343 - Alex Napier Holland

Alex Napier Holland is a SaaS and Technology Sales Copywriter

Alex Napier Holland is a freelance sales copywriter for more than 100 software and technology brands, including Adobe and Salesforce, over at gorillaflow.com.

He plans, writes, designs copy and wireframes for landing pages and websites from his home office in the Algarve, Portugal — a few minutes walk from the ocean.

He travelled around Asia and Australia as a digital nomad for several years, but finally has a base.

He still loves to travel and recently spent a month in a snowboard resort.

Twitter (X) → twitter.com/NapierHolland
LinkedIn → linkedin.com/in/alexnapierholland
Instagram → instagram.com/alexnapierholland

Inside Alex's Workspace

Apple Workspace Items:

Google Workspace Items:



  • Fender Telecaster HH - with a tonne of upgrades
  • Guitar pedals
  • MXR 10-band EQ
  • TC Electronic Spark
  • TC Electronic Buffer
  • Akai MPK Mini Mk 3
  • Akai APC Mini Mk 2



Workspace Tools:

  • Pipedrive CRM
  • Figma
  • Adobe Creative Cloud
  • Ableton Live 11 Suite
  • Apple Notes
  • Bear

What is the most useful item in your workspace?

My Macbook’s an obvious answer - Apple Silicon offers unbeatable power and value for money for any kind of creative work. I can work for an entire day on battery life alone.

But my Homepod and Nanoleaf bulbs are a more interesting answer.

It’s crucial to have the right colour and intensity of light throughout the day to suit my activities and circadian rhythm. Our entire apartment’s automated with Nanoleaf lighting and HomePods - so I have voice-controlled scenes and adaptive lighting to support my work, relaxation and sleep.

How do you spark creativity?

Creativity is a muscle - like any other - and it requires self-discipline and some kind of input to build creativity energy. For me, that input is exercise.

Scientific research continues to uncover countless benefits of cardiovascular and resistance exercise for wellbeing and peak mental performance; for example, the release of proteins associated with memory and cognitive performance.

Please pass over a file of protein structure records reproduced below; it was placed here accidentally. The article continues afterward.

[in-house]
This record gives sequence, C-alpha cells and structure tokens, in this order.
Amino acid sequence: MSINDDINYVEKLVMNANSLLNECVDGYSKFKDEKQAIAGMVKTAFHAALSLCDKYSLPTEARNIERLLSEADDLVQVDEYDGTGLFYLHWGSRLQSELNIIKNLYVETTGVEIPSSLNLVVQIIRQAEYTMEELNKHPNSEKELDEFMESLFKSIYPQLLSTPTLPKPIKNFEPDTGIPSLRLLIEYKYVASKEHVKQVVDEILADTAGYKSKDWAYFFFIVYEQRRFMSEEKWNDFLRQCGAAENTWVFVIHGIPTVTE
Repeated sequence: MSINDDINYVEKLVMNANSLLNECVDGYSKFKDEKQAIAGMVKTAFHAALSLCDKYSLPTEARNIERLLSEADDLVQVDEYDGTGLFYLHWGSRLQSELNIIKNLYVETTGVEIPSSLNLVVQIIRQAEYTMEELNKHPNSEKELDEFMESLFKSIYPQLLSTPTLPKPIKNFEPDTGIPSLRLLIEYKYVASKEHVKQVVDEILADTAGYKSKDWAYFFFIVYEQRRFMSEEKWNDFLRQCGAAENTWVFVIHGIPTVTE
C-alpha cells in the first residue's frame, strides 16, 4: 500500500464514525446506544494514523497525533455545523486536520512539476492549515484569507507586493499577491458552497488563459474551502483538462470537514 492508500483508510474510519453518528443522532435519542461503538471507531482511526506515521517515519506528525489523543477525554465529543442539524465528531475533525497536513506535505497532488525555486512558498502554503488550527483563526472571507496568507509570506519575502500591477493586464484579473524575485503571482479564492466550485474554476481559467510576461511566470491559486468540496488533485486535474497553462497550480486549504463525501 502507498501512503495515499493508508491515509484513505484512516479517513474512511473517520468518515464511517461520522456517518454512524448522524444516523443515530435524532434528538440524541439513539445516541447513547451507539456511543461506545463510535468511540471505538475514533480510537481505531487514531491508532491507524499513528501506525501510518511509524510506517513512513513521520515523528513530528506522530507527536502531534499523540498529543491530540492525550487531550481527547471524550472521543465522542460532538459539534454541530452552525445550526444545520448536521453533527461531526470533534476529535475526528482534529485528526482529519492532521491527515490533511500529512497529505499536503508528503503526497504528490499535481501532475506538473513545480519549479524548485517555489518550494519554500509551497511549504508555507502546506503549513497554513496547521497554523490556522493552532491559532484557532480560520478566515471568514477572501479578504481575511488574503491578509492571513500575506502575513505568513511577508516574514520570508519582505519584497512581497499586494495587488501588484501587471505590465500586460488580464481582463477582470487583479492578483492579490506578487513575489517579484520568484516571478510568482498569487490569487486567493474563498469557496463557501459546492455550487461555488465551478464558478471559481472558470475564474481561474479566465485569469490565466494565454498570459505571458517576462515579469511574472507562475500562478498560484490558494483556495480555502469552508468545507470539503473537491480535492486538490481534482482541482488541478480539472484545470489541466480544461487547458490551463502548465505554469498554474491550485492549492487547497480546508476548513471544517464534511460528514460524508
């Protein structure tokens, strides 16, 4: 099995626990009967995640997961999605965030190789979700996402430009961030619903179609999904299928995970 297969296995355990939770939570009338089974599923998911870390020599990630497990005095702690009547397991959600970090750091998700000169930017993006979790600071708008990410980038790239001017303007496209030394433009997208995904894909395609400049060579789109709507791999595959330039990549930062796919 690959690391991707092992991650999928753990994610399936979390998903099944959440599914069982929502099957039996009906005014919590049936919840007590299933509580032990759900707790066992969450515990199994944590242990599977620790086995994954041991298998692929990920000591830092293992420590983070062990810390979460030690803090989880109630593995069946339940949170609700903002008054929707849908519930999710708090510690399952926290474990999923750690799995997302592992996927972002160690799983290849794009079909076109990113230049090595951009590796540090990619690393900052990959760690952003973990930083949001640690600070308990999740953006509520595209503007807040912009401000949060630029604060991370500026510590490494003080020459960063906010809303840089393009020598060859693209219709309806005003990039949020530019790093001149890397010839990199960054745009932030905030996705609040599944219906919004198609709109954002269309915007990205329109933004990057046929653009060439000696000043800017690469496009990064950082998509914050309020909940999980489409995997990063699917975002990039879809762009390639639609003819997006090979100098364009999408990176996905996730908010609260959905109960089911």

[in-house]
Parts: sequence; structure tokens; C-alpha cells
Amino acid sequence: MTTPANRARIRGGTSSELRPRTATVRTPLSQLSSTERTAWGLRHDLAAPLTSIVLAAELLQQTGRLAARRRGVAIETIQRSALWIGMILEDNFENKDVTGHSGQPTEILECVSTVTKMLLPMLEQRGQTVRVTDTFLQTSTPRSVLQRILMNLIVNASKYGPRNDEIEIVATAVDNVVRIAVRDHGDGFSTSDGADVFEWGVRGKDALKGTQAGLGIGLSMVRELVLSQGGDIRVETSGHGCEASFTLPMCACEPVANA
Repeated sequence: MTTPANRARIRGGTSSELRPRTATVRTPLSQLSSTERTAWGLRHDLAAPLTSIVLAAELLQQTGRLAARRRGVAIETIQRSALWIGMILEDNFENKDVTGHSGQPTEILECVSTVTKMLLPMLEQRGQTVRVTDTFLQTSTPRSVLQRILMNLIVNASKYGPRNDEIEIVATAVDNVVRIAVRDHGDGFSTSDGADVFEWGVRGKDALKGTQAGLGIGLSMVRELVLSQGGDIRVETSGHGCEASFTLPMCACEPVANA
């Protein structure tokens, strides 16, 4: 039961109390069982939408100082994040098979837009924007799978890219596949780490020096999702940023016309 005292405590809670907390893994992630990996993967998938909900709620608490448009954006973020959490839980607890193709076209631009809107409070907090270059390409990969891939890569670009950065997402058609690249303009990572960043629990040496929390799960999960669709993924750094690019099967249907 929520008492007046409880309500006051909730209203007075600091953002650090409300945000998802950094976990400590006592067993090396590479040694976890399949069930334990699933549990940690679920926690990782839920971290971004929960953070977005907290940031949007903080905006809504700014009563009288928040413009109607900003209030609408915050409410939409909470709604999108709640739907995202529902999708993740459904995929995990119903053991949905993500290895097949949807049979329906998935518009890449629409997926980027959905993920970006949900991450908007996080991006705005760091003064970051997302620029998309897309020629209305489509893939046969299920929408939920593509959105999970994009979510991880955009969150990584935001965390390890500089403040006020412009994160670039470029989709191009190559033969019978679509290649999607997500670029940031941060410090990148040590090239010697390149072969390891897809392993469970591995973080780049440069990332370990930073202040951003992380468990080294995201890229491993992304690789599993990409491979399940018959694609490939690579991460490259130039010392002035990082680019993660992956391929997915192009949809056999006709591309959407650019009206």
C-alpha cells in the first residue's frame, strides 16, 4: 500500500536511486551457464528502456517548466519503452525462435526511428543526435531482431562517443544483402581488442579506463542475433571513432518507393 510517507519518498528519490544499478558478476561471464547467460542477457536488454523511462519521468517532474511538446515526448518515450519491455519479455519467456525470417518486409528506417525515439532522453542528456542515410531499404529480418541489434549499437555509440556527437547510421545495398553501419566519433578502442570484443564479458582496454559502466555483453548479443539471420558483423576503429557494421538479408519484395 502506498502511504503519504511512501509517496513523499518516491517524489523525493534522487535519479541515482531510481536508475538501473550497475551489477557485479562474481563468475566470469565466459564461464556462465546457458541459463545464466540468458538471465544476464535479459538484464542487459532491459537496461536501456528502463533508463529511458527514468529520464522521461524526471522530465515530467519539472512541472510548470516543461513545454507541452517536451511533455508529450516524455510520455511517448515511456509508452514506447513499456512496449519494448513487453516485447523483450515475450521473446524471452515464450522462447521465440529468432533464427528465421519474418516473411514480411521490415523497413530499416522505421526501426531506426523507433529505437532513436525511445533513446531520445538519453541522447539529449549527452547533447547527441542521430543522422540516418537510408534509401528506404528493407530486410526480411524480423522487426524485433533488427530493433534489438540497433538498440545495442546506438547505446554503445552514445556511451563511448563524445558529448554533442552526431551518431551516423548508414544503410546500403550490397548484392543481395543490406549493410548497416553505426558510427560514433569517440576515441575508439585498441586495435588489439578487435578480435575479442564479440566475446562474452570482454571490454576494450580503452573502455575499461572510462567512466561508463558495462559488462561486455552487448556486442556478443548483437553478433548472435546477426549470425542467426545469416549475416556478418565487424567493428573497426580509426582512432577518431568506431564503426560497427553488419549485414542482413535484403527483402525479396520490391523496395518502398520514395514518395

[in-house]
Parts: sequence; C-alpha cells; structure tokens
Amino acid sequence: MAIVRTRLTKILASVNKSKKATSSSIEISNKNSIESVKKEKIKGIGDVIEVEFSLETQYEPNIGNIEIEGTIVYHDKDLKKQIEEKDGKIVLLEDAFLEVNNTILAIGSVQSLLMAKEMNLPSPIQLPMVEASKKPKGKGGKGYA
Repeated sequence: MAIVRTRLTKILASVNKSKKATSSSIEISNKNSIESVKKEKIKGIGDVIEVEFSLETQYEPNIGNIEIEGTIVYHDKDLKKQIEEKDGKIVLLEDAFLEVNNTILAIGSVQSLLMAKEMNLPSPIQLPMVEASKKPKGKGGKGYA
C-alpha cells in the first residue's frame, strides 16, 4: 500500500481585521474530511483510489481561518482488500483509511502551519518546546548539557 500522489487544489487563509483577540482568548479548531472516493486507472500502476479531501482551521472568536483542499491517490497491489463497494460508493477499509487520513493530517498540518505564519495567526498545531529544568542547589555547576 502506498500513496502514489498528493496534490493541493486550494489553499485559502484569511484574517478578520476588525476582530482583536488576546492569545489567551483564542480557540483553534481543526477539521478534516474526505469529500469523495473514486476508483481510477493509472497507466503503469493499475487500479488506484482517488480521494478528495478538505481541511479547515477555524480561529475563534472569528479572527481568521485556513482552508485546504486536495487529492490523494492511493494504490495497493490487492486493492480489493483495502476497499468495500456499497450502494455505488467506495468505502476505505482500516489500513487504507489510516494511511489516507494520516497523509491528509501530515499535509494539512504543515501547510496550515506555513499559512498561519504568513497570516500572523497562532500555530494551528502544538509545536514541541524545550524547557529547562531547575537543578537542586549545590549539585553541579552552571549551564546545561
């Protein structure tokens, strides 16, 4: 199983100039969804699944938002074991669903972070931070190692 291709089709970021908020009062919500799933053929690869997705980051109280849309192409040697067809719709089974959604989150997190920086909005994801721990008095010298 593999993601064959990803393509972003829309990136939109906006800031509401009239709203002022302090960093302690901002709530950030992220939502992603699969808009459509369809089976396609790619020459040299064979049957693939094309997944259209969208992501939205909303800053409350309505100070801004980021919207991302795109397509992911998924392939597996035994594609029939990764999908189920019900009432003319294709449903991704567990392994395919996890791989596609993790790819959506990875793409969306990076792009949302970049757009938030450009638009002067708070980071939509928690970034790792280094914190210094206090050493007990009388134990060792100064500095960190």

I dedicate my morning to setting myself up with exercise - and work comes afterwards.

My girlfriend and I always start the day with hydration tablets and cardio - either cycling, running or a walk along the cliffs. Next, I’ll get a coffee and tackle my hardest tasks - maybe a headline or ‘hero’ section that I was stuck on the previous evening.

We hit the gym most afternoons - and then I’ll work through until late afternoon.

If there’s surf then I have the freedom and flexibility to take time off and work more the next day.

Golden hour is a great time for another walk or a bicycle ride - and once or twice a week we’ll get a couple of beers overlooking the ocean.

Depending on my workload I might do another couple of hours work after dinner, then we’ll relax and watch a film before bed.

How do you manage work-life balance?

I work, play and relax every single day. Weekends are the same as weekdays.

I wasted so much time when I first went freelance - with fruitless 10-12 hour days - until my friend Max pointed me to the book, ‘Deep Work’, which changed my life.

Now I work in 2-3 hour sprints and relax or exercise in between each sprint.

One sprint is ‘fine’. Two is a great day - and three is reserved for tight situations.

I never, ever miss workouts for client work - and I simply turn my laptop off as soon as I feel tired.

One hour of work after I feel tired takes away at least an hour of productive output the next day - so it’s a pointless exercise.

Paradoxically, I started to make more money as a freelancer when I imposed these restrictions.

What do you think is the main benefit of remote work/being a digital nomad?

Remote work has freed me to design a lifestyle that’s optimised for productivity.

My location, sleep schedule and sequence of alternating between workouts and work sprints enable me to do better creative work - and enjoy the benefits of physical fitness.

Being a digital nomad enabled me to seek out and make friends with entrepreneurs that I used to look up to on social media. There’s no way I’d be at the level I’m at now as a freelancer if I’d stayed in corporate and slowly climbed a ladder.
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